For The Future Of Rum, Serrallés Looks To Its Past

Rum is evolving.

Producers in the category want to break free from its reputation as a dark, cheap, sugary spirit used in party punches and cheap cocktails. Brands are positioning themselves as though rum were about to become the next whiskey or tequila: a top-shelf spirit enjoyed broadly by connoisseurs and mixologists.

It’s a reasonable vision.

With recent releases like the Don Q 2005 single-barrel, rum is well on its way to grabbing a greater share of the premium market. Destilería Serrallés, the distillers of Don Q, recently invited me to visit their distillery in Ponce, Puerto Rico. Here the company revealed a glimpse into the future of premium rum, which involves a nod to its past.

Influence From History

The back label of the 1950s Don Q bottle highlighted it as an ideal base for Manhattans, Old Fashions and Daiquiris.

“What are our muses?” Roberto Serrallés poses rhetorically. The 6th-generation owner of Serrallés Distillery sat in his office, before a collection of antique Serrales bottles, still full. “For that we obviously look at the marketplace, what consumers like. But I also like to look back.”

“Retro doesn’t come out of a vacuum,” he adds. “It comes out of a real place.”

The appeal of retro goes beyond nostalgia. Consumers embrace the classics because these showcase quality and creativity as enjoyable now as decades ago.


This was apparent when we tasted through the three old Serrallés rums (pictured atop). These included two bottles of El Dorado from the 1960s. Serrallés sold this brand many years back, but retained the recipe.

A noticeable lineage ran through these rare rums, a style still present today in Don Q: aged, smooth, light-to-medium, complexly flavored, fruity, banana, brown sugar, and smoky at times like scotch.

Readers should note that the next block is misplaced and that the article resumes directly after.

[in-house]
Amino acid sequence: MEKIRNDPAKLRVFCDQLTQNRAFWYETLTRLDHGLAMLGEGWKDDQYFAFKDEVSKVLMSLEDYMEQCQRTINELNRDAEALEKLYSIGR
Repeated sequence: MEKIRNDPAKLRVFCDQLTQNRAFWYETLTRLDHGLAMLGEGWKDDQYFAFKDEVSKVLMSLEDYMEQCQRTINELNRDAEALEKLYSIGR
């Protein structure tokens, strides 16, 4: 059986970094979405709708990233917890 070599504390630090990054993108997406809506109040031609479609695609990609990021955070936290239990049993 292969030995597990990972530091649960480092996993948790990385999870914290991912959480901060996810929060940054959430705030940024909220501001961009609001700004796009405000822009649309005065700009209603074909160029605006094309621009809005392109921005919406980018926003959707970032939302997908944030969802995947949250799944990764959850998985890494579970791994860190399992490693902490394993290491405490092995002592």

“Our history is where we need to plant our flag,” says Roberto. “This is what’s real. This is what makes us a family rum.”

To his point: The back label of the 1950s Don Q bottle highlighted it as an ideal base for Manhattans, Old Fashions and Daiquiris. What made for superior craft cocktails back then still holds true today in the mixology movement.

Quality transcends time.

Roberto Serrallés holds a bottle of the the Gran Reserva de la Familia Serrallés, a 20YO, $1,865 rum his company released to celebrate its 150 year anniversary.

Innovative Production

While the next-gen Don Q products contain flavors of the past, so too do they embrace the modern.

For instance, the company will follow up its innovative 2005 single-barrel with a 2007 release, targeted for next December. Moreover, additional batches of the 2005 will feature slightly different-colored labels, allowing connoisseurs to collect and compare.

Serrallés also will experiment with different barrels for aging rum. The distillery is acquiring sherry, cognac and port casks. It will also launch a barrel-aged spiced rum in the near future. Roberto believes consumers will graduate to this new line from Captain Morgan and other inexpensive options.

The spiced rum will be aged three years. Most spiced rums are unaged — the category is the exception to aging guidelines that govern much of the rum industry.

Along those lines, Roberto calls for tighter, universal rules for age statements. His company abides by American regulations for honest communication. However, this can lead to 3-year-aged Don Q costing twice as much overseas as foreign rums that claim to be 8 years old.

“Rum is made all over the world with different rules, and unfortunately aging is often on the honor system,” Roberto says.

Rum aging in the Serrallés storehouses in the solera system.

Made In Puerto Rico

Modern consumers are more attuned to the nuisances and qualities of single-barrel and barrel-aging. And so too do they care greater about whether companies are genuinely eco-conscious.

Accordingly, Don Q is close to again growing the majority of its sugar cane in Puerto Rico. The distillery is expanding from its current 900 farmable acres to 12,000.

This involves replacing onsite sugar cane mills and boilers that have not operated in decades. And the boilers will produce a biomass byproduct that will provide energy for the distillery. “We’re closing all the circles,” Roberto says.

Solar panels already like the tops of Serrallés storehouses. This captures energy and reduces temperature inside the buildings. The latter reduces how much spirit is lost through evaporation in the persistent Puerto Rican heat.

Kyle Swartz is the associate editor of Beverage Dynamics Magazine. Reach him at and follow him on Twitter at @kswartzz.


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